Already facing sharp criticism over policies that have resulted in the rationing of care to severely disabled children, Florida healthcare regulators are challenging a federal judge’s order that the state provide a costly — but potentially life-changing — treatment to children with autism.
Last spring, U.S. District Judge Joan Lenard struck down the state’s refusal to pay for applied behavior analysis (ABA) for autistic children, calling the state’s policy “arbitrary, capricious and unreasonable.”
The court case involved three autistic youngsters — then-5-year-old K.G., 2-year-old I.G. and 4-year-old C.C. — whose efforts to obtain behavioral therapy had been denied by the state’s Medicaid insurance program for needy and disabled people. Lenard ordered that the three children be given the care they sought — and that the state provide such care to other autistic children, as well.
The state Agency for Health Care Administration has appealed the order, and, in a pleading submitted in November, argued that the ruling strips the state of its ability to weigh requests for the therapy on a case-by-case basis to ensure the treatments are “medically necessary.”
“There is no evidentiary support for the district court’s conclusion that [behavior analysis] services are medically necessary for all autistic Medicaid recipients under 21,” the brief said. “In fact, the evidence established that ABA treatment is not medically necessary, or even effective, in all cases. Some children do not respond to ABA treatment at all, and, in all other cases, the efficacy of ABA treatment diminishes rapidly after early age.”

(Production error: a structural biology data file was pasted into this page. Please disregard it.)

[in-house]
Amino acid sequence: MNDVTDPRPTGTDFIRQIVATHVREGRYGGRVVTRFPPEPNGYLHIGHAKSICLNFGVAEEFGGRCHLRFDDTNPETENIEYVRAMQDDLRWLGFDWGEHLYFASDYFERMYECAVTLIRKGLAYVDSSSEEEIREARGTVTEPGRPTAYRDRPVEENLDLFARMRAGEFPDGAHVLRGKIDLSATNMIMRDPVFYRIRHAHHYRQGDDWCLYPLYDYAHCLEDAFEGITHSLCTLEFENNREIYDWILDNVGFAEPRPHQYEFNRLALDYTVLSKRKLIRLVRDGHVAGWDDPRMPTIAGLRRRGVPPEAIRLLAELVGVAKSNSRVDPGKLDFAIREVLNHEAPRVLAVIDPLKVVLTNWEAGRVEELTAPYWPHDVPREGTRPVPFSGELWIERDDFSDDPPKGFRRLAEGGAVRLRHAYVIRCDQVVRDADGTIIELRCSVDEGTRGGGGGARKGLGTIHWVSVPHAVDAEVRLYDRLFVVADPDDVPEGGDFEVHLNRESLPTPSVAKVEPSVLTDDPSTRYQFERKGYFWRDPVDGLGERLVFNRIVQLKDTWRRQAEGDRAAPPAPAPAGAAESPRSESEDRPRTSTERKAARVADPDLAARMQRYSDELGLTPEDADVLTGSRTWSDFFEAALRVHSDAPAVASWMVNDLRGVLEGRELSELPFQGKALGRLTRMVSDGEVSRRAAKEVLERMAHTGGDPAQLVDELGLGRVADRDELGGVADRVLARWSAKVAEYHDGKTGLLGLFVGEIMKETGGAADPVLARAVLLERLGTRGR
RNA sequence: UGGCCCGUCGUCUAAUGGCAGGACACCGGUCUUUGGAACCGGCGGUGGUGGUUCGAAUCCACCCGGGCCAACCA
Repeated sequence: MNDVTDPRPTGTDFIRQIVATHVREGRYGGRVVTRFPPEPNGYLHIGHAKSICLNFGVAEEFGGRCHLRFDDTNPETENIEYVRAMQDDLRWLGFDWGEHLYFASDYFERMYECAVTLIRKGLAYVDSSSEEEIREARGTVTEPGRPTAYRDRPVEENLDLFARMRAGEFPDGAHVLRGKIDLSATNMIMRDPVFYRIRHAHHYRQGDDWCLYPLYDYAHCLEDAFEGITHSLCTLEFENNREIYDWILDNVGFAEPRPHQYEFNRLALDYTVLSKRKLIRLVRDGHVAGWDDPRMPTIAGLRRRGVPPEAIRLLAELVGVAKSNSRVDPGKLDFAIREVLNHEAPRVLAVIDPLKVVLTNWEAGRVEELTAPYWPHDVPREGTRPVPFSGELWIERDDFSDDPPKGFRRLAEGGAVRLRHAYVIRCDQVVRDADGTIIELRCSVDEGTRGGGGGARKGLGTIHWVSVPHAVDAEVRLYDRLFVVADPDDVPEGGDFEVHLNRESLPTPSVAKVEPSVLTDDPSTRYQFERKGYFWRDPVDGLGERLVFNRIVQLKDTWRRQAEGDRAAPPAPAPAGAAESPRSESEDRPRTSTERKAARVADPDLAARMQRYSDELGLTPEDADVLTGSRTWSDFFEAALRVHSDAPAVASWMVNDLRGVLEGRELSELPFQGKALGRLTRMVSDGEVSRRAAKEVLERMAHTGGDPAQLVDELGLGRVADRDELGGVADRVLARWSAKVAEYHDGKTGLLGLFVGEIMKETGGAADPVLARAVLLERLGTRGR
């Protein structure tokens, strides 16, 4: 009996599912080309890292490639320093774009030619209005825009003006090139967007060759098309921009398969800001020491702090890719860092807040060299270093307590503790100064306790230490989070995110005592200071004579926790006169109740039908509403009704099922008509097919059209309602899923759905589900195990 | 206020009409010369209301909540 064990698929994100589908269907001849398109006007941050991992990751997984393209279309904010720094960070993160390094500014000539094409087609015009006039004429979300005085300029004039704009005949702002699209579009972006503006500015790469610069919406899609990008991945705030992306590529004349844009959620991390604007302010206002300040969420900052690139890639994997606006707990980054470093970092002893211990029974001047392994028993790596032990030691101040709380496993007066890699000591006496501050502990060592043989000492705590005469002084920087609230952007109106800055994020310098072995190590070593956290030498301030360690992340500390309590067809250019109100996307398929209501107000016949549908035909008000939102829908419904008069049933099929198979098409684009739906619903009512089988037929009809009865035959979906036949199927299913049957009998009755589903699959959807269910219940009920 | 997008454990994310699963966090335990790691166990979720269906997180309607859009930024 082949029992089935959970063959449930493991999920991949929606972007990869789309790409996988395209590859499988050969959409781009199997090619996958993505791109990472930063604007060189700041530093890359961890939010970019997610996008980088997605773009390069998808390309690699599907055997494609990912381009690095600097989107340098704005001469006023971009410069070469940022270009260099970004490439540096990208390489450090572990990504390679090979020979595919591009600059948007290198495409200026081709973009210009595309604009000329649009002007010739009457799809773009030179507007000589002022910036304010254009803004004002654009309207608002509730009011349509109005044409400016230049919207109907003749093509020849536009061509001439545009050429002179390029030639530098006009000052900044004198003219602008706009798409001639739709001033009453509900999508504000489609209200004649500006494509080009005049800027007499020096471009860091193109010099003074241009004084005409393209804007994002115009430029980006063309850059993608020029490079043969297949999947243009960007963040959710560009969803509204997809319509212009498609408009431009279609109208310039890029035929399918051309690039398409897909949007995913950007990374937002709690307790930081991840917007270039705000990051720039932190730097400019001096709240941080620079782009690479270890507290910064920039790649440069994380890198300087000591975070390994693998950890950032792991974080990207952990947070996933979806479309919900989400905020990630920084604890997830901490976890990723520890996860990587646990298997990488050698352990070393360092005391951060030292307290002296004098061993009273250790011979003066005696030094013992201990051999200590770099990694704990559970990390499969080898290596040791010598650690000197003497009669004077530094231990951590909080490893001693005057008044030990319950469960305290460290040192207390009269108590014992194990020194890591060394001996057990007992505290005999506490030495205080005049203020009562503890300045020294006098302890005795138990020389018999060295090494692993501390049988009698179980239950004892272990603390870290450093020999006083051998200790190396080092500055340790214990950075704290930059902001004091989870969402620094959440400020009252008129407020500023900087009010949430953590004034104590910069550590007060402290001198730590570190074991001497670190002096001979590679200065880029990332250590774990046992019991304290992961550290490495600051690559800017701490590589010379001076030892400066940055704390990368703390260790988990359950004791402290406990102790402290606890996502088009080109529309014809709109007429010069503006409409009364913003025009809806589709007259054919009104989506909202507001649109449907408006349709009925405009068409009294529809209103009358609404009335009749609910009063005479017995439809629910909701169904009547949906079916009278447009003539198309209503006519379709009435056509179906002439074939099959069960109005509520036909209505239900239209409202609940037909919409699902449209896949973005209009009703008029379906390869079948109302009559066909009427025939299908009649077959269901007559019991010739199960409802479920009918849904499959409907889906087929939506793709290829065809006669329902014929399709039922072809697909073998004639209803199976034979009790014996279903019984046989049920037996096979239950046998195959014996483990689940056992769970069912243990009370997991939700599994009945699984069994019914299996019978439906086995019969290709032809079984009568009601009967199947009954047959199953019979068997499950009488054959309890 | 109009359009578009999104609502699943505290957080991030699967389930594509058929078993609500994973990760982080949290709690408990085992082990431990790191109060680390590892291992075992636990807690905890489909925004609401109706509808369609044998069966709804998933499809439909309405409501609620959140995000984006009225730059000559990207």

Autism, typically diagnosed around age 2, is one of the most common developmental disabilities, afflicting about one in 88 children, according to the U.S. Centers for Disease Control and Prevention.
The neurological disorder often affects a child’s ability to speak, learn and interact with others.
In her March order, Lenard described as “outrageous” AHCA’s position that the behavioral therapy is not widely accepted by experts in the field. Though AHCA had for years refused to pay for the treatment for impoverished families, state law already requires commercial carriers to provide it to Floridians with private insurance — meaning children from poor families were being denied services to which more-affluent families had access.
Behavioral analysis is designed to improve the behavior, language and cognitive development of autistic children so they can lead more-normal lives.
“It is imperative,” the Miami judge wrote, “that autistic children in Florida receive [behavior therapy] immediately to prevent irreversible harm to these children’s health and development.”
Florida’s system of care for disabled and medically fragile children has generated significant controversy in recent months.
In September, the U.S. Justice Department accused the state of systematically cutting in-home nursing care for disabled children, resulting in hundreds of youngsters being warehoused in geriatric nursing homes.
On Monday, about nine state lawmakers will attend a “town hall” meeting in Sunrise to hear from families that have complained that AHCA and a sister department, the Agency for Persons with Disabilities, have so poorly funded services for disabled children that they feel they are being forced to institutionalize their loved ones.